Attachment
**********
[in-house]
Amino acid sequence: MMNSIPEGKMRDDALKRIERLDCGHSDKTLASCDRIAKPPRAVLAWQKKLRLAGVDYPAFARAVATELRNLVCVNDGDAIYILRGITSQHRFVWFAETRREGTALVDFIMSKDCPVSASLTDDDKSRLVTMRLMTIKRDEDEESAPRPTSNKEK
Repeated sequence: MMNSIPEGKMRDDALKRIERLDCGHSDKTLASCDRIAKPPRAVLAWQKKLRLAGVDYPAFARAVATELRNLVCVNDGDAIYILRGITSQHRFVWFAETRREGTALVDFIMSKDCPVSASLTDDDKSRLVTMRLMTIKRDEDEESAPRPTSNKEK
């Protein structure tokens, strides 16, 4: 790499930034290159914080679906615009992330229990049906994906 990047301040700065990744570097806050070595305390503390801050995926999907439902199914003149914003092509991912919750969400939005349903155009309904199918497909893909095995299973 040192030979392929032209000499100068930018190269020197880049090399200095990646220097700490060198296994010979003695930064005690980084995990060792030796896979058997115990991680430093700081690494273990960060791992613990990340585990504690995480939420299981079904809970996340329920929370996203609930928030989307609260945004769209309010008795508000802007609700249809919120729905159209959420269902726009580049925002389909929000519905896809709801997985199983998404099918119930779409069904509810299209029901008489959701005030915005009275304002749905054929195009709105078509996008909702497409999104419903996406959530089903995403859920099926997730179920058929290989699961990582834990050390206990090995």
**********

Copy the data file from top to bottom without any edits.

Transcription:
[in-house]
Amino acid sequence: MMNSIPEGKMRDDALKRIERLDCGHSDKTLASCDRIAKPPRAVLAWQKKLRLAGVDYPAFARAVATELRNLVCVNDGDAIYILRGITSQHRFVWFAETRREGTALVDFIMSKDCPVSASLTDDDKSRLVTMRLMTIKRDEDEESAPRPTSNKEK
Repeated sequence: MMNSIPEGKMRDDALKRIERLDCGHSDKTLASCDRIAKPPRAVLAWQKKLRLAGVDYPAFARAVATELRNLVCVNDGDAIYILRGITSQHRFVWFAETRREGTALVDFIMSKDCPVSASLTDDDKSRLVTMRLMTIKRDEDEESAPRPTSNKEK
């Protein structure tokens, strides 16, 4: 790499930034290159914080679906615009992330229990049906994906 990047301040700065990744570097806050070595305390503390801050995926999907439902199914003149914003092509991912919750969400939005349903155009309904199918497909893909095995299973 040192030979392929032209000499100068930018190269020197880049090399200095990646220097700490060198296994010979003695930064005690980084995990060792030796896979058997115990991680430093700081690494273990960060791992613990990340585990504690995480939420299981079904809970996340329920929370996203609930928030989307609260945004769209309010008795508000802007609700249809919120729905159209959420269902726009580049925002389909929000519905896809709801997985199983998404099918119930779409069904509810299209029901008489959701005030915005009275304002749905054929195009709105078509996008909702497409999104419903996406959530089903995403859920099926997730179920058929290989699961990582834990050390206990090995």